Submitted to: HortScience
Publication Type: Peer Reviewed Journal
Publication Acceptance Date: 10/24/2007
Publication Date: 4/1/2008
Citation: Altland, J.E., Buamscha, G. 2008. Nutrient Availability from Douglas Fir Bark in Response to Substrate pH. HortScience. 43:478-483.
Interpretive Summary: Substrate pH is the most influential factor affecting nutrient availability in greenhouse and nursery container mixes (substrates). While nursery growers often use lime and other materials to alter substrate pH, the impact of pH on nutrient availability in bark substrates is poorly understood. Research was undertaken to determine how modifications in substrate pH affect nutrient levels available for plant uptake. Our research documented the effect of lime application rates on substrate pH, and subsequently how pH affects availability of phosphorus and several micronutrients. It documents that increased lime rates causes an increase in bark pH, and a subsequent decrease in available phosphorus and micronutrients. Furthermore, under conditions of low pH, it documents that phosphorus levels in bark are high enough to support plant growth early in the production cycle, without amending the substrate with additional phosphorus. Phosphorus has been shown to be one of the primary pollutants from nursery and farm operations. Phosphorus from farming operations can cause eutrophication (algal blooms) in streams, lakes, and ponds. Through better pH management, reductions in phosphorus applications can be instituted in container nursery operations. This will reduce phosphorus leaching from nursery operations, especially early in the production cycle when use of water soluble phosphorus fertilizers are commonly used.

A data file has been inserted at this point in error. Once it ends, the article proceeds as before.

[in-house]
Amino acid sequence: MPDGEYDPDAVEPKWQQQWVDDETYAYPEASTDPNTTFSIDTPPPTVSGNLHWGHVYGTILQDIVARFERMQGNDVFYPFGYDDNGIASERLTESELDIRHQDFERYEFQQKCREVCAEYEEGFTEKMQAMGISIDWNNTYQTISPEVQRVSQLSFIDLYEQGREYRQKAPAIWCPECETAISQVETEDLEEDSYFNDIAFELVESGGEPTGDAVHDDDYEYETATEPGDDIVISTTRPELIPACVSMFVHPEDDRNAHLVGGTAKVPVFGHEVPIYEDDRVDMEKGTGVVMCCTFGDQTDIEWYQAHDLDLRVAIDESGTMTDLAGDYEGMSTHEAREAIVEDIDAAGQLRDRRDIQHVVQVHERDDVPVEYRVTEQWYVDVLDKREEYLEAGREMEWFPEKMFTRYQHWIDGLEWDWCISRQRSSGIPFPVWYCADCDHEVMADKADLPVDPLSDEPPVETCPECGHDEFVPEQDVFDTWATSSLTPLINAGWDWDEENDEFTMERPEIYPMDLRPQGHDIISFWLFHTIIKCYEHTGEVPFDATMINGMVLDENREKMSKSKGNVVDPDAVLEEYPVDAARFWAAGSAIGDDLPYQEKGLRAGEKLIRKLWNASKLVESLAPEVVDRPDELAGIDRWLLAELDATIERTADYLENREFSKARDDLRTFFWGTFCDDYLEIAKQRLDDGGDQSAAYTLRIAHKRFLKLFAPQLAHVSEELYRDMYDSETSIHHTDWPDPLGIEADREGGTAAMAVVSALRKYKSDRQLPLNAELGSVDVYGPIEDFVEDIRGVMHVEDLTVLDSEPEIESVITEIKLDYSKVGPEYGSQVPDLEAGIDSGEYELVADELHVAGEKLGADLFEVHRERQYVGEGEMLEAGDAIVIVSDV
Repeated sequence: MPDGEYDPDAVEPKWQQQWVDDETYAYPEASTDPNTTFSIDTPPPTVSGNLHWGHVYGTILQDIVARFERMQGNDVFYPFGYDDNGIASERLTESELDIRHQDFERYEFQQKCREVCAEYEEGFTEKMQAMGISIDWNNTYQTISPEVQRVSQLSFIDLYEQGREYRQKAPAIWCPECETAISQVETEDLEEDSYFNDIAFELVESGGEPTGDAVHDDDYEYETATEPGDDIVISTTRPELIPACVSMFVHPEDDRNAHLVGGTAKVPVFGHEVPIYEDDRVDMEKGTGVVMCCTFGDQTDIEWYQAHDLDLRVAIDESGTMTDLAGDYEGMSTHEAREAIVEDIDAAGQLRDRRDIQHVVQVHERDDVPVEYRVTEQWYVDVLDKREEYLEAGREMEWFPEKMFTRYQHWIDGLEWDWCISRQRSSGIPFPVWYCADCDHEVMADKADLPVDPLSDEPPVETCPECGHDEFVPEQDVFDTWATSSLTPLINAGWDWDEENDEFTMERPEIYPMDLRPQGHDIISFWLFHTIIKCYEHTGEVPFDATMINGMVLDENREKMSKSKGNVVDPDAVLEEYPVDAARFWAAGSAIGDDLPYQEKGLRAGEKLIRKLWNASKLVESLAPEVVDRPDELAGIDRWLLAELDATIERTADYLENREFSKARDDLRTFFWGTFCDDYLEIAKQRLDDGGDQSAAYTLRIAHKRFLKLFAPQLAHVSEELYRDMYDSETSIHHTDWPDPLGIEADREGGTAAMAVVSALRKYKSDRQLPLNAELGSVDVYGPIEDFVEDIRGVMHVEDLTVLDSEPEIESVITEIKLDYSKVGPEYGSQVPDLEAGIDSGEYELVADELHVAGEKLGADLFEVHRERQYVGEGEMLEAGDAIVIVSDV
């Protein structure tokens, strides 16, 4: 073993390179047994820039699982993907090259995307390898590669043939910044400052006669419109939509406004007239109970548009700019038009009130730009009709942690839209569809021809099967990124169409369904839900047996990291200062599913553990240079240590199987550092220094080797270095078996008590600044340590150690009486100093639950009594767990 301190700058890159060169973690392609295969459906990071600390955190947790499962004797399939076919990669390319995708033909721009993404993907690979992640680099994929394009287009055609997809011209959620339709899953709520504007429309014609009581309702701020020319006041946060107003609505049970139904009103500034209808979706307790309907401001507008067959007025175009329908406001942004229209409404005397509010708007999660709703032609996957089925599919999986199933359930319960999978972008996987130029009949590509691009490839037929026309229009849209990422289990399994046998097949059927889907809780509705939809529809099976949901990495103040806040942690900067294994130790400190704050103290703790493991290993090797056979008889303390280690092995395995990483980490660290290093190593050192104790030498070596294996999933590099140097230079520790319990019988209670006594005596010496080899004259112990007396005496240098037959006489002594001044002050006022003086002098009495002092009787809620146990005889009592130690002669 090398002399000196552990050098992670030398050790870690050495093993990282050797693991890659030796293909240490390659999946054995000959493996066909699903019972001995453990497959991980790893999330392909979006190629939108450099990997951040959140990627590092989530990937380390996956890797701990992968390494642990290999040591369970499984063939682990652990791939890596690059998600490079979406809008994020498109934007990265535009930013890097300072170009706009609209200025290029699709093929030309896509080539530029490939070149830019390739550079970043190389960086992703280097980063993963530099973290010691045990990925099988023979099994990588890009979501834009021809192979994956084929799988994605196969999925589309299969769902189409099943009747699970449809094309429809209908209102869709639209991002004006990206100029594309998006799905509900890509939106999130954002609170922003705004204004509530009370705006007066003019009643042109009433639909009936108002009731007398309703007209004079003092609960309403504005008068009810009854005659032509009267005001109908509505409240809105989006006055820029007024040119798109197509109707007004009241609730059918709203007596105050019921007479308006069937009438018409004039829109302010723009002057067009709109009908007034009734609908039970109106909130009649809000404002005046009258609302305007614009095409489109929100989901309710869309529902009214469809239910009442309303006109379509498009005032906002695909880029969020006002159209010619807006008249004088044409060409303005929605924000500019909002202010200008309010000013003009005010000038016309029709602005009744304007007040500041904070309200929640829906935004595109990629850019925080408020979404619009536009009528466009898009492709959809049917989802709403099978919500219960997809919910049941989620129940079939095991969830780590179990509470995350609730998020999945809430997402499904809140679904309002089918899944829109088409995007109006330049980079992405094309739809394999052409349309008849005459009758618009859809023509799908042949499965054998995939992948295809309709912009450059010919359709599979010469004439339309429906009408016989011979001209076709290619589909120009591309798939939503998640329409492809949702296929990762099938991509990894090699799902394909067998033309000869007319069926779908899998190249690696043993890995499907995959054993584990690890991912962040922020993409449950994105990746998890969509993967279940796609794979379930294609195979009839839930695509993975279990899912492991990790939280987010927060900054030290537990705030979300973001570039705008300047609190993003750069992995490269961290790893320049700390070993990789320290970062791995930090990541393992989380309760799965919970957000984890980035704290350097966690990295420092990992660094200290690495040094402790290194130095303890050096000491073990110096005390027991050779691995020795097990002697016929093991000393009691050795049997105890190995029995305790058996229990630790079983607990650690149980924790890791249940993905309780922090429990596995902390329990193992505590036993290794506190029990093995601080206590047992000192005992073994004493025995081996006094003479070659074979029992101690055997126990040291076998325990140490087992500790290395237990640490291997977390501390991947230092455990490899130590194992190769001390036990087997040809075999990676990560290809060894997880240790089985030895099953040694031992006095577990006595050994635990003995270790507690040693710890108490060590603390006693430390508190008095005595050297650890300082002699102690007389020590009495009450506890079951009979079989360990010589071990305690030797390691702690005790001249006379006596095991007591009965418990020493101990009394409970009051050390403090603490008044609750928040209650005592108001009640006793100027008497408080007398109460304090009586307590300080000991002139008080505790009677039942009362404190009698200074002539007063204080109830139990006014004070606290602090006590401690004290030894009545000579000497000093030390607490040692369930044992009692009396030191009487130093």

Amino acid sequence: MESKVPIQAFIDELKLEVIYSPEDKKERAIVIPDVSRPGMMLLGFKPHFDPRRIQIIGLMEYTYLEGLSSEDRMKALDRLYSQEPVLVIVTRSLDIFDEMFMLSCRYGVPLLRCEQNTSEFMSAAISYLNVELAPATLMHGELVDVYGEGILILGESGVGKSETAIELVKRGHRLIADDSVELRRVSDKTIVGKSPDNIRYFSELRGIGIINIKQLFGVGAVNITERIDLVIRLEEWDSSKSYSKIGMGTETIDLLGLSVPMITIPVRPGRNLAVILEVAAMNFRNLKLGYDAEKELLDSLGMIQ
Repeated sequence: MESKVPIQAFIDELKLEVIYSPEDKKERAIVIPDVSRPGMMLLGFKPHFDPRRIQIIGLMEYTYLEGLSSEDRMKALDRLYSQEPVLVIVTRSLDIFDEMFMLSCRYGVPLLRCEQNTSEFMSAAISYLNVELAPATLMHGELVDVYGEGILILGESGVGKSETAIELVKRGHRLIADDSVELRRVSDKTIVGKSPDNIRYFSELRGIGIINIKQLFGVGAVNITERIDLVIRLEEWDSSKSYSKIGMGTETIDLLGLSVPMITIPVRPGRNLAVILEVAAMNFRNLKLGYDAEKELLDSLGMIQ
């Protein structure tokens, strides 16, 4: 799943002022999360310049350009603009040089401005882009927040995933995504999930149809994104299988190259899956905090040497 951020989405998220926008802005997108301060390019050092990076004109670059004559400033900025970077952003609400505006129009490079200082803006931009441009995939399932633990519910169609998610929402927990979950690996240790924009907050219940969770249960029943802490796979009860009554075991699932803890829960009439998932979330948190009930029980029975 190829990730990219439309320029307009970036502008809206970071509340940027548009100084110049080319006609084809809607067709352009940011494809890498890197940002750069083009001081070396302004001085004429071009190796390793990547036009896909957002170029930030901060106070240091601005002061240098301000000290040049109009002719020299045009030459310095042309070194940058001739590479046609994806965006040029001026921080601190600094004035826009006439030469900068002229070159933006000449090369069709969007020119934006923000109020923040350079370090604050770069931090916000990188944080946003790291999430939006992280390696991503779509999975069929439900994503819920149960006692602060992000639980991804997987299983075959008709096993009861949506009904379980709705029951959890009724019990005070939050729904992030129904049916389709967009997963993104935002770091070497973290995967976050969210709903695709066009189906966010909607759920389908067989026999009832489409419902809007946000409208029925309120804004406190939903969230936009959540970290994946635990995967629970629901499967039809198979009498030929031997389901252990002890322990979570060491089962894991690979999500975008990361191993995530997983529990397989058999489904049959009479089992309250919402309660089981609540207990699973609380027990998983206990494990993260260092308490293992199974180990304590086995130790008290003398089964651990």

Technical Abstract: Two studies were conducted to determine the influence of substrate pH on nutrient availability in douglas fir bark (DFB). Douglas fir bark was amended with either calcium carbonate (CaCO3) or calcium hydroxide [Ca(OH)2] at 13 rates to generate substrates with low to high pH. A non-amended control was also maintained. The substrates received no other fertilizer amendments. Substrates were filled into nursery containers (2.8 L) and incubated in a nursery setting with 1.2 cm.d-1 overhead irrigation. At 1 and 6 weeks after potting, four containers of each lime treatment were harvested to determine substrate pH and availability of 13 nutrients. Substrate solutions used for analysis were obtained with the saturated media extract method. Water-extractable phosphorus, and DTPA-extractable boron, iron, copper, and aluminum decreased with increasing substrate pH. Other nutrients were either non-responsive to substrate pH, or the observed response was deemed more likely caused by calcium competition on cation exchange sites.